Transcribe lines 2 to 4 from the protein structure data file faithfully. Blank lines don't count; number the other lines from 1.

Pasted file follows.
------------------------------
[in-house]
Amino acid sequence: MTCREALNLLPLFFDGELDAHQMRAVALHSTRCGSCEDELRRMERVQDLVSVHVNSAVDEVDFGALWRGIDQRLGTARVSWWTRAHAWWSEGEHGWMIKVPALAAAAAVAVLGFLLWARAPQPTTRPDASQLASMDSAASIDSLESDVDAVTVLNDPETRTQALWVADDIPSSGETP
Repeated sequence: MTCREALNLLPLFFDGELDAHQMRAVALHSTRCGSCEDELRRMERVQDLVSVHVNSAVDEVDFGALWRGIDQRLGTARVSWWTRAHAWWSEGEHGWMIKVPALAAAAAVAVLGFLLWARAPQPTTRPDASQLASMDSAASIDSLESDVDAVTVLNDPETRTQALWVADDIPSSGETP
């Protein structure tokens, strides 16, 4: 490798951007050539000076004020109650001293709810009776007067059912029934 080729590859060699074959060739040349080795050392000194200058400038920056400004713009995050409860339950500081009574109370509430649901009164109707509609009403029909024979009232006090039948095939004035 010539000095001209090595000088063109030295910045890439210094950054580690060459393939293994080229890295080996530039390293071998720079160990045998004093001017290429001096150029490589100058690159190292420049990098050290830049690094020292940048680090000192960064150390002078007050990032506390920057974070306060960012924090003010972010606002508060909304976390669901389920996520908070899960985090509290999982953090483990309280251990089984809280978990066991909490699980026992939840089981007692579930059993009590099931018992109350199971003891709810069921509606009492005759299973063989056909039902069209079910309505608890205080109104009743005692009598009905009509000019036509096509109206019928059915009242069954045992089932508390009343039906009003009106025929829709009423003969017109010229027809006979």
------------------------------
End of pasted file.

Amino acid sequence: MTCREALNLLPLFFDGELDAHQMRAVALHSTRCGSCEDELRRMERVQDLVSVHVNSAVDEVDFGALWRGIDQRLGTARVSWWTRAHAWWSEGEHGWMIKVPALAAAAAVAVLGFLLWARAPQPTTRPDASQLASMDSAASIDSLESDVDAVTVLNDPETRTQALWVADDIPSSGETP
Repeated sequence: MTCREALNLLPLFFDGELDAHQMRAVALHSTRCGSCEDELRRMERVQDLVSVHVNSAVDEVDFGALWRGIDQRLGTARVSWWTRAHAWWSEGEHGWMIKVPALAAAAAVAVLGFLLWARAPQPTTRPDASQLASMDSAASIDSLESDVDAVTVLNDPETRTQALWVADDIPSSGETP
């Protein structure tokens, strides 16, 4: 490798951007050539000076004020109650001293709810009776007067059912029934 080729590859060699074959060739040349080795050392000194200058400038920056400004713009995050409860339950500081009574109370509430649901009164109707509609009403029909024979009232006090039948095939004035 010539000095001209090595000088063109030295910045890439210094950054580690060459393939293994080229890295080996530039390293071998720079160990045998004093001017290429001096150029490589100058690159190292420049990098050290830049690094020292940048680090000192960064150390002078007050990032506390920057974070306060960012924090003010972010606002508060909304976390669901389920996520908070899960985090509290999982953090483990309280251990089984809280978990066991909490699980026992939840089981007692579930059993009590099931018992109350199971003891709810069921509606009492005759299973063989056909039902069209079910309505608890205080109104009743005692009598009905009509000019036509096509109206019928059915009242069954045992089932508390009343039906009003009106025929829709009423003969017109010229027809006979």